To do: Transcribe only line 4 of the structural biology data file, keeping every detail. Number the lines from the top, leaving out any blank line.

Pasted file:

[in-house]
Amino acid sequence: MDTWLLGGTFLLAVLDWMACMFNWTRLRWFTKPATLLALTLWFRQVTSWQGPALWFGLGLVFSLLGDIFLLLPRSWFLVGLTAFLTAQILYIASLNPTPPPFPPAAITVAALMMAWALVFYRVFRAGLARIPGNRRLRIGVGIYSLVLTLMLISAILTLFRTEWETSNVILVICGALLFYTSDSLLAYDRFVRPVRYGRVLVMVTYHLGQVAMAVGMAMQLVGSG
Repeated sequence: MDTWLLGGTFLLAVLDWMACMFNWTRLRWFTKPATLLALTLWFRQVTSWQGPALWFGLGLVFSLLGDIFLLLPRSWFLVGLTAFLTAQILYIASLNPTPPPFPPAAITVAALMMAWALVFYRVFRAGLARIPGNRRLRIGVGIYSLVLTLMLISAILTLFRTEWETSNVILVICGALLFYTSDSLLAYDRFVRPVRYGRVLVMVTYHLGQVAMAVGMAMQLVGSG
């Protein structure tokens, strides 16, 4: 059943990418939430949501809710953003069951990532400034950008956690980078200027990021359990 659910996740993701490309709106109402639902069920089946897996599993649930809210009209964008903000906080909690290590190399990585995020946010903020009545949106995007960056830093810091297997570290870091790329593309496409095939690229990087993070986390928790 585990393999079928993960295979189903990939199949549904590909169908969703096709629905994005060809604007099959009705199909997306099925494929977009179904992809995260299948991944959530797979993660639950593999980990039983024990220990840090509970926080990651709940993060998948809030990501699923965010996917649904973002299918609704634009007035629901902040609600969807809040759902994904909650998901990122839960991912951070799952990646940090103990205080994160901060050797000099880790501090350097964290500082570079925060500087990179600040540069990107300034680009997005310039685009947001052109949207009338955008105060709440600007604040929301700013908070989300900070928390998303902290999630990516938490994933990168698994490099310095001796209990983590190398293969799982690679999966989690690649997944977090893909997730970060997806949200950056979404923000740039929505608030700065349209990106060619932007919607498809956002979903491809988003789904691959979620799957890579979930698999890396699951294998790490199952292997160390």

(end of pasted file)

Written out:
């Protein structure tokens, strides 16, 4: 059943990418939430949501809710953003069951990532400034950008956690980078200027990021359990 659910996740993701490309709106109402639902069920089946897996599993649930809210009209964008903000906080909690290590190399990585995020946010903020009545949106995007960056830093810091297997570290870091790329593309496409095939690229990087993070986390928790 585990393999079928993960295979189903990939199949549904590909169908969703096709629905994005060809604007099959009705199909997306099925494929977009179904992809995260299948991944959530797979993660639950593999980990039983024990220990840090509970926080990651709940993060998948809030990501699923965010996917649904973002299918609704634009007035629901902040609600969807809040759902994904909650998901990122839960991912951070799952990646940090103990205080994160901060050797000099880790501090350097964290500082570079925060500087990179600040540069990107300034680009997005310039685009947001052109949207009338955008105060709440600007604040929301700013908070989300900070928390998303902290999630990516938490994933990168698994490099310095001796209990983590190398293969799982690679999966989690690649997944977090893909997730970060997806949200950056979404923000740039929505608030700065349209990106060619932007919607498809956002979903491809988003789904691959979620799957890579979930698999890396699951294998790490199952292997160390």